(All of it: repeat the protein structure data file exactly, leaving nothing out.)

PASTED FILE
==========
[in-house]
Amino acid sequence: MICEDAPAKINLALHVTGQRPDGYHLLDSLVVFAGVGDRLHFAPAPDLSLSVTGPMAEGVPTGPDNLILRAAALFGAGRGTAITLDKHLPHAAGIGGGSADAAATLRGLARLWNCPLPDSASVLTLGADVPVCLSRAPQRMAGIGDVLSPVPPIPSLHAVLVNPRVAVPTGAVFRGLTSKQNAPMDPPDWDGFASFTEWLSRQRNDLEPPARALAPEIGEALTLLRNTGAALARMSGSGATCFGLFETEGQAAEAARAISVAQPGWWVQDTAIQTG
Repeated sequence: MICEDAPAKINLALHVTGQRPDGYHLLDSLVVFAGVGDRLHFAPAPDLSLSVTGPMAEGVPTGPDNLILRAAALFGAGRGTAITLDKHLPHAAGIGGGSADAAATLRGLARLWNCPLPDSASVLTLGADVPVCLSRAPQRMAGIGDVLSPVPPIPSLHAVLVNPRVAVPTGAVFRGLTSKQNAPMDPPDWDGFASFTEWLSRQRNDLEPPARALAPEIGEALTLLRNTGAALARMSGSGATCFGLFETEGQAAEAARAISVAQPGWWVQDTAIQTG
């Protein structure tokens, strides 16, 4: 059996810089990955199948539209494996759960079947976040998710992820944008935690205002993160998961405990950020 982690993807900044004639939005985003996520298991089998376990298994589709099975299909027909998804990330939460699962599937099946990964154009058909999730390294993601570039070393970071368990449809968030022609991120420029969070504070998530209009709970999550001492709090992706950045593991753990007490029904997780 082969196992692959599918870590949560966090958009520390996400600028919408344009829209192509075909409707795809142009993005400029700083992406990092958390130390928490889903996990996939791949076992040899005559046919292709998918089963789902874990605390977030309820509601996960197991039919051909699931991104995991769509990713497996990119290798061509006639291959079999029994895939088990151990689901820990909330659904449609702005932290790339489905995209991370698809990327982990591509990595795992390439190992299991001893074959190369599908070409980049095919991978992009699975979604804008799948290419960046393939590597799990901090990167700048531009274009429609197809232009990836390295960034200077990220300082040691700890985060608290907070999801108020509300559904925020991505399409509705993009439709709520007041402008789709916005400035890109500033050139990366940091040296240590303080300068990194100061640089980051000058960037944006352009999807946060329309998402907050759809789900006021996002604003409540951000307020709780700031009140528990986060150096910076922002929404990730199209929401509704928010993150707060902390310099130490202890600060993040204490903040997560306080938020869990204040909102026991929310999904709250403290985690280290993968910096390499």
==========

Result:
[in-house]
Amino acid sequence: MICEDAPAKINLALHVTGQRPDGYHLLDSLVVFAGVGDRLHFAPAPDLSLSVTGPMAEGVPTGPDNLILRAAALFGAGRGTAITLDKHLPHAAGIGGGSADAAATLRGLARLWNCPLPDSASVLTLGADVPVCLSRAPQRMAGIGDVLSPVPPIPSLHAVLVNPRVAVPTGAVFRGLTSKQNAPMDPPDWDGFASFTEWLSRQRNDLEPPARALAPEIGEALTLLRNTGAALARMSGSGATCFGLFETEGQAAEAARAISVAQPGWWVQDTAIQTG
Repeated sequence: MICEDAPAKINLALHVTGQRPDGYHLLDSLVVFAGVGDRLHFAPAPDLSLSVTGPMAEGVPTGPDNLILRAAALFGAGRGTAITLDKHLPHAAGIGGGSADAAATLRGLARLWNCPLPDSASVLTLGADVPVCLSRAPQRMAGIGDVLSPVPPIPSLHAVLVNPRVAVPTGAVFRGLTSKQNAPMDPPDWDGFASFTEWLSRQRNDLEPPARALAPEIGEALTLLRNTGAALARMSGSGATCFGLFETEGQAAEAARAISVAQPGWWVQDTAIQTG
């Protein structure tokens, strides 16, 4: 059996810089990955199948539209494996759960079947976040998710992820944008935690205002993160998961405990950020 982690993807900044004639939005985003996520298991089998376990298994589709099975299909027909998804990330939460699962599937099946990964154009058909999730390294993601570039070393970071368990449809968030022609991120420029969070504070998530209009709970999550001492709090992706950045593991753990007490029904997780 082969196992692959599918870590949560966090958009520390996400600028919408344009829209192509075909409707795809142009993005400029700083992406990092958390130390928490889903996990996939791949076992040899005559046919292709998918089963789902874990605390977030309820509601996960197991039919051909699931991104995991769509990713497996990119290798061509006639291959079999029994895939088990151990689901820990909330659904449609702005932290790339489905995209991370698809990327982990591509990595795992390439190992299991001893074959190369599908070409980049095919991978992009699975979604804008799948290419960046393939590597799990901090990167700048531009274009429609197809232009990836390295960034200077990220300082040691700890985060608290907070999801108020509300559904925020991505399409509705993009439709709520007041402008789709916005400035890109500033050139990366940091040296240590303080300068990194100061640089980051000058960037944006352009999807946060329309998402907050759809789900006021996002604003409540951000307020709780700031009140528990986060150096910076922002929404990730199209929401509704928010993150707060902390310099130490202890600060993040204490903040997560306080938020869990204040909102026991929310999904709250403290985690280290993968910096390499």